Notes: Er. Hi. Anyone remember this?

Yeah. No excuse, I know. Enjoy? It's the end?


CHAPTER SIX - In which Neji discovers (most of) the truth

"Hey there, Silver Eyes," she said, smiling. There was a very large knife in her hand.

"Hello," he said, watching his footwork as he stepped in a circle around her.

"You need to understand," she said. "This isn't personal."

"For you it isn't," he said, and she lunged.


Outside of Ayame's, Hokage Avenue was silent. Four in the morning was a lull time; Ayame's more rowdy visitors had just left, and the workaholic businessmen who went to trade and sign contracts in the brick buildings on Seventeenth were still snug in their beds. His revolver heavy in his holster, Neji wondered yet again why exactly he was stumbling behind a very graceful Tenten as she crept down the alley towards the alcove behind the trash cans.

Sakura Haruno had threatened to tie him to her kitchen table if he didn't stay, but Sasuke and Naruto had seen his side of things – not to mention that he'd had the support of Shikamaru Nara, who was probably hoping he would get shot – and coerced her into letting him come.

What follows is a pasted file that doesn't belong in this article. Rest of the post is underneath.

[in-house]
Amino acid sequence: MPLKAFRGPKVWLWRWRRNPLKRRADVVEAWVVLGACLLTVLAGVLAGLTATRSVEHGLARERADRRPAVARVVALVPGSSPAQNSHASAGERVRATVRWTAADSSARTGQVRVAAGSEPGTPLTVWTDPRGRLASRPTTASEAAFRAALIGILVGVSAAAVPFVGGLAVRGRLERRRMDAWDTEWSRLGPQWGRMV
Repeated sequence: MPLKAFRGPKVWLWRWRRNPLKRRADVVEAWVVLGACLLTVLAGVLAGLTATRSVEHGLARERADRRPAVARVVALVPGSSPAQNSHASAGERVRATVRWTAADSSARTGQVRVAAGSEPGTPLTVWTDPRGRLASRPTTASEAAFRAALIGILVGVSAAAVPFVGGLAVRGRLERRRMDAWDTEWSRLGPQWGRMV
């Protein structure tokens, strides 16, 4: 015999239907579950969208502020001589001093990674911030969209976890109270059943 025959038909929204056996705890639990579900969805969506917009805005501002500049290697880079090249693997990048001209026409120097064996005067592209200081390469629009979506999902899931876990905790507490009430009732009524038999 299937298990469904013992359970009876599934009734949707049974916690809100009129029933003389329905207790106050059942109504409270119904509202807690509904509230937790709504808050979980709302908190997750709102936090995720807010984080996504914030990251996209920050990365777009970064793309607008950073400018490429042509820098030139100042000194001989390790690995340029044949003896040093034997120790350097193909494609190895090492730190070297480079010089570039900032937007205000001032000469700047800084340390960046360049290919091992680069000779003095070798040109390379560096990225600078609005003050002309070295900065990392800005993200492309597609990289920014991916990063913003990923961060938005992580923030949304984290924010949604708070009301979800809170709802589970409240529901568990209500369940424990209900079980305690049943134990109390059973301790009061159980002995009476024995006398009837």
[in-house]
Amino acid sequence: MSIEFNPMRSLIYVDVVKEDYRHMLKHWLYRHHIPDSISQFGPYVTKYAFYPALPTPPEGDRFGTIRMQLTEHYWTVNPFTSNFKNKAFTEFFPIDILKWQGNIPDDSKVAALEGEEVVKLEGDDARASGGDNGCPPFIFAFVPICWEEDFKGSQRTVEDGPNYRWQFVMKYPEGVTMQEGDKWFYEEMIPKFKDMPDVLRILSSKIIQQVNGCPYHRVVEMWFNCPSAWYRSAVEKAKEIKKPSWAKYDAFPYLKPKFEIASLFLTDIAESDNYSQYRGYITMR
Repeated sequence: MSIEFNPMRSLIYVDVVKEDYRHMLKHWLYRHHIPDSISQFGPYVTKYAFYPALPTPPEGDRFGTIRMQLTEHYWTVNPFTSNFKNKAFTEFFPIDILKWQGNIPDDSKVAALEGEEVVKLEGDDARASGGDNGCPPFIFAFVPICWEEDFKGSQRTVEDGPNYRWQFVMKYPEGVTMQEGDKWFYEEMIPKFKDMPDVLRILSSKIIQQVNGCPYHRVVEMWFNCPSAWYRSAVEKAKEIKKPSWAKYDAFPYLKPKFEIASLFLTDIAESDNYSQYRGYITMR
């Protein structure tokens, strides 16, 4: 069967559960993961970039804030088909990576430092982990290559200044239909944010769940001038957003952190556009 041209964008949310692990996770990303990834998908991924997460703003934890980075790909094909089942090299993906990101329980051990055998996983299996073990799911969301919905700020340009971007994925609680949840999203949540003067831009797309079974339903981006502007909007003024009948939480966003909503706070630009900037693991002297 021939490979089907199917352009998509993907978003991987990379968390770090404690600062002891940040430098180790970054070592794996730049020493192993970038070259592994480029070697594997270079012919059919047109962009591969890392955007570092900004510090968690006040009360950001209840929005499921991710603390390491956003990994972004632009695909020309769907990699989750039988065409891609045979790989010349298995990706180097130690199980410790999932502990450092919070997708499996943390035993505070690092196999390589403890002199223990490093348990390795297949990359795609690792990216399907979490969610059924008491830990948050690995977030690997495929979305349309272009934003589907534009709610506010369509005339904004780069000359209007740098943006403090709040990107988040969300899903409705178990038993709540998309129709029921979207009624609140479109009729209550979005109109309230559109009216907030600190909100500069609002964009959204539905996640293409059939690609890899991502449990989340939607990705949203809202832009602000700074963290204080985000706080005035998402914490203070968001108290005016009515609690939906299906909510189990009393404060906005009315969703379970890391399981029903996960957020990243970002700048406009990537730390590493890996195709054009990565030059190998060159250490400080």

Sakura, despite throwing a fit of biblical proportions, was back at the office, under the somewhat dubious guard of their boss and landlord, Sarutobi.

Naruto and Sasuke were within Ayame's itself, subduing the guards and Ayame and staking out the staircase. They didn't anticipate having much trouble. From the sounds of the phone call that Lee and Neji had interrupted – it had been that morning, he realized suddenly, less than twenty-four hours ago, but it felt like ages – she wasn't exactly happy under Tsunade's heavy hand.

Tenten held up a hand to halt his movement, and she slithered her body, in a pair of wide-legged woolen slacks and a Chinese-style silk shirt that didn't hamper her movements, around the trashcans. From the alleyway, Neji heard her tap the melody she had been humming earlier against the wood.

"Neji," she hissed. "Get over here." He crossed the corner, and found Tenten holding her first above the open door with a curious look on her face. "It was unlocked," she whispered. "Stay close, this is odd."

Tenten shut the door behind him, and he anticipated the all-encompassing darkness of his previous visit. It was a little lighter this time, and he realized that there was the scattered outline of a door somewhere before them.